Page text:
A1 Journal article (refereed)
The primary structural photoresponse of phytochrome proteins captured by a femtosecond X-ray laser (2020)

Claesson, E., Wahlgren, W. Y., Takala, H., Pandey, S., Castillon, L., Kuznetsova, V., Henry, L., Panman, M., Carrillo, M., Kübel, J., Nanekar, R., Isaksson, L., Nimmrich, A., Cellini, A., Morozov, D., Maj, M., Kurttila, M., Bosman, R., Nango, E., . . . Westenhof, S. (2020). The primary structural photoresponse of phytochrome proteins captured by a femtosecond X-ray laser. eLife, 9, Article e53514. https://doi.org/10.7554/eLife.53514

JYU authors or editors

Publication details

All authors or editors: Claesson, Elin; Wahlgren, Weixiao Yuan; Takala, Heikki; Pandey, Suraj; Castillon, Leticia; Kuznetsova, Valentyna; Henry, Léocadie; Panman, Matthijs; Carrillo, Melissa; Kübel, Joachim; et al.

Journal or series: eLife

eISSN: 2050-084X

Publication year: 2020

Volume: 9

Article number: e53514

Publisher: eLife Sciences Publications

Publication country: United Kingdom

Publication language: English

DOI: https://doi.org/10.7554/eLife.53514

Publication open access: Openly available

Publication channel open access: Open Access channel

Publication is parallel published (JYX): https://jyx.jyu.fi/handle/123456789/68677

Web address of parallel published publication (pre-print): https://www.biorxiv.org/content/10.1101/789305v1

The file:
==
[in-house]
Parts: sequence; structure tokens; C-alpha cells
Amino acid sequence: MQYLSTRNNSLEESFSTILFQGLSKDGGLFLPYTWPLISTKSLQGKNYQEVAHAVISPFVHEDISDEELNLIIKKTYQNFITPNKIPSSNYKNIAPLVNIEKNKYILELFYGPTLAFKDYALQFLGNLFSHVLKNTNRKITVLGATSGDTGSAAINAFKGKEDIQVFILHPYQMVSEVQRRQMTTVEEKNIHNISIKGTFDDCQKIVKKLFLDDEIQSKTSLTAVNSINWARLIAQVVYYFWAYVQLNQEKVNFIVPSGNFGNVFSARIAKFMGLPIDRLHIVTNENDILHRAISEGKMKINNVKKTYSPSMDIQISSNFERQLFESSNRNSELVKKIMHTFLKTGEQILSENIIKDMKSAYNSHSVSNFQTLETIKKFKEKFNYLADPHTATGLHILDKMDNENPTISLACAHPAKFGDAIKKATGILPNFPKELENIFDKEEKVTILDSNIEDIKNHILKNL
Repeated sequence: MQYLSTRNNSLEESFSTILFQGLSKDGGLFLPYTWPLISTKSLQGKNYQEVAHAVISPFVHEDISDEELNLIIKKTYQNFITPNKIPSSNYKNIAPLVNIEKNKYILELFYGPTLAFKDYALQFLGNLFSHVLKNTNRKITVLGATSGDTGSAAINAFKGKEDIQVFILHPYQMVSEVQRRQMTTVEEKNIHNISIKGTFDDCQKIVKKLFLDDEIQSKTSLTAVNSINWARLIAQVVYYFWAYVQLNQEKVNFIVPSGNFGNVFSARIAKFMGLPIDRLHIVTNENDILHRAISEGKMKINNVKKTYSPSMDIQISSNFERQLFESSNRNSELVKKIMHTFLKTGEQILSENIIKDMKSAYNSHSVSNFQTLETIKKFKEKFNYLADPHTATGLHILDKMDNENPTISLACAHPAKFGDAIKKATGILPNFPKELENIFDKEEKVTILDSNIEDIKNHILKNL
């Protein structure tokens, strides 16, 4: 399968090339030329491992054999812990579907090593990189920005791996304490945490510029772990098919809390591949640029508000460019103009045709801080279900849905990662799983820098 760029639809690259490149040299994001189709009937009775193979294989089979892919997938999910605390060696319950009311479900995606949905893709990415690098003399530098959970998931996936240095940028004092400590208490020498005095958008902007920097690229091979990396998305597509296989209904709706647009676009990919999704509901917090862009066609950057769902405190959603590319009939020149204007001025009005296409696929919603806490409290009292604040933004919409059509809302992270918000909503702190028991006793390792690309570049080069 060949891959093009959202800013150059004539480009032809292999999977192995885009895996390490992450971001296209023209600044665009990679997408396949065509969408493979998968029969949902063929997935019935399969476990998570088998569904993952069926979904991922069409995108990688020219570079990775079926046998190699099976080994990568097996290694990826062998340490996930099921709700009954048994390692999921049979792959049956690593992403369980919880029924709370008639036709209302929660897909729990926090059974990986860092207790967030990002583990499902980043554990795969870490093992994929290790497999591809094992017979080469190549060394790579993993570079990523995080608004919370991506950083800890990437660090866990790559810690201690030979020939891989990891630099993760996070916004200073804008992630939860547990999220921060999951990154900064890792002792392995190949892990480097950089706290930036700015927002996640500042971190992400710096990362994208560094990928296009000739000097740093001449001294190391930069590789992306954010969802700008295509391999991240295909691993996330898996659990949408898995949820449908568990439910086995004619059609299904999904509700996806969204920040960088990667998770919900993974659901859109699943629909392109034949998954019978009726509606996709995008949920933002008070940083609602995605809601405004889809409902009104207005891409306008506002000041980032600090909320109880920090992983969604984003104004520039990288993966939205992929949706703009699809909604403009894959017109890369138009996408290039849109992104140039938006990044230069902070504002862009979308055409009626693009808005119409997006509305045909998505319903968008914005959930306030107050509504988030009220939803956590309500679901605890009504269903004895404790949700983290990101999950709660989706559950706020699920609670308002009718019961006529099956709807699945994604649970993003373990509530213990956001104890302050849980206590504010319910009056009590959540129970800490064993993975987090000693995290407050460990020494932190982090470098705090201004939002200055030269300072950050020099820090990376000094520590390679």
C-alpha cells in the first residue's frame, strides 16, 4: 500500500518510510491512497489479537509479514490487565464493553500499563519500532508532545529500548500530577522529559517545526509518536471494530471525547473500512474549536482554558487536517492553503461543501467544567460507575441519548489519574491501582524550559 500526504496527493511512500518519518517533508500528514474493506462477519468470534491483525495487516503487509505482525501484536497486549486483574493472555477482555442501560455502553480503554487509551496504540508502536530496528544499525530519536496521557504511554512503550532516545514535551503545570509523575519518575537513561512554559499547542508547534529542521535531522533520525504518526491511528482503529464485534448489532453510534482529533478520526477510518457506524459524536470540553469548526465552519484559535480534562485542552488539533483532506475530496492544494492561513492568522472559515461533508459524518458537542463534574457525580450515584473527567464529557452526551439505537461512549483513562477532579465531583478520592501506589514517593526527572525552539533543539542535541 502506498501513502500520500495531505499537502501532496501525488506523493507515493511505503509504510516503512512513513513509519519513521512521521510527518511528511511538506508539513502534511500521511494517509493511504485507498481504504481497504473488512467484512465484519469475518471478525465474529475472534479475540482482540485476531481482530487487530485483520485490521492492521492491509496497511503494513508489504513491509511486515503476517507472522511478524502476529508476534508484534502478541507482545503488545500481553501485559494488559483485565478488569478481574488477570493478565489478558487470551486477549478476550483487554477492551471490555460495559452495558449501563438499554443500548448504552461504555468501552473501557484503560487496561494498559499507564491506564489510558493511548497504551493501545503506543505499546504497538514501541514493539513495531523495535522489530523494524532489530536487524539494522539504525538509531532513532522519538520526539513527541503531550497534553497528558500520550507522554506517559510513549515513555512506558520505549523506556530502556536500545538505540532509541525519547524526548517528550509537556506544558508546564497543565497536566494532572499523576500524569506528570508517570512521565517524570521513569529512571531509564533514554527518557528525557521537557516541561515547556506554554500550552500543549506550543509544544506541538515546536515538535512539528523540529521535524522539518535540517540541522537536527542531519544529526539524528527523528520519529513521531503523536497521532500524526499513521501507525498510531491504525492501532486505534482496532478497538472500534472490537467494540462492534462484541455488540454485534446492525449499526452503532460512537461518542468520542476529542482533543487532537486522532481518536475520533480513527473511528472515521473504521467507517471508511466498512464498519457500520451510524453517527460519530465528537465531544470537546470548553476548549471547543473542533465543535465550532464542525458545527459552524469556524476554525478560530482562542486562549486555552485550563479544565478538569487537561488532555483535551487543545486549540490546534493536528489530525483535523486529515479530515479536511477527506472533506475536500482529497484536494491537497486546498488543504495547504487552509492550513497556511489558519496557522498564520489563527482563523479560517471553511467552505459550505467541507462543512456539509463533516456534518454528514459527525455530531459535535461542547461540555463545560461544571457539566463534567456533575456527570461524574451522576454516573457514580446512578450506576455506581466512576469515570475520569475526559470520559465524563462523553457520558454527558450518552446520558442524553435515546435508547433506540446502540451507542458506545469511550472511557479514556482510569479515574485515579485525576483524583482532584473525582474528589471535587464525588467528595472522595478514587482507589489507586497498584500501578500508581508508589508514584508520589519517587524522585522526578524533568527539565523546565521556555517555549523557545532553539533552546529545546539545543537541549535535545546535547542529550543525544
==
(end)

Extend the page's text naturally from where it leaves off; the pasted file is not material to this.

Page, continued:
Phytochrome proteins control the growth, reproduction, and photosynthesis of plants, fungi, and bacteria. Light is detected by a bilin cofactor, but it remains elusive how this leads to activation of the protein through structural changes. We present serial femtosecond X-ray crystallographic data of the chromophore-binding domains of a bacterial phytochrome at delay times of 1 ps and 10 ps after photoexcitation. The data reveal a twist of the D-ring, which leads to partial detachment of the chromophore from the protein. Unexpectedly, the conserved so-called pyrrole water is photodissociated from the chromophore, concomitant with movement of the A-ring and a key signalling aspartate. The changes are wired together by ultrafast backbone and water movements around the chromophore, channeling them into signal transduction towards the output domains. We suggest that the observed collective changes are important for the phytochrome photoresponse, explaining the earliest steps of how plants, fungi and bacteria sense red light.

Keywords: photochemistry; proteins; x-ray crystallography

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Ministry reporting: Yes

Reporting Year: 2020

JUFO rating: 2

Last updated on 2023-03-10 at 13:08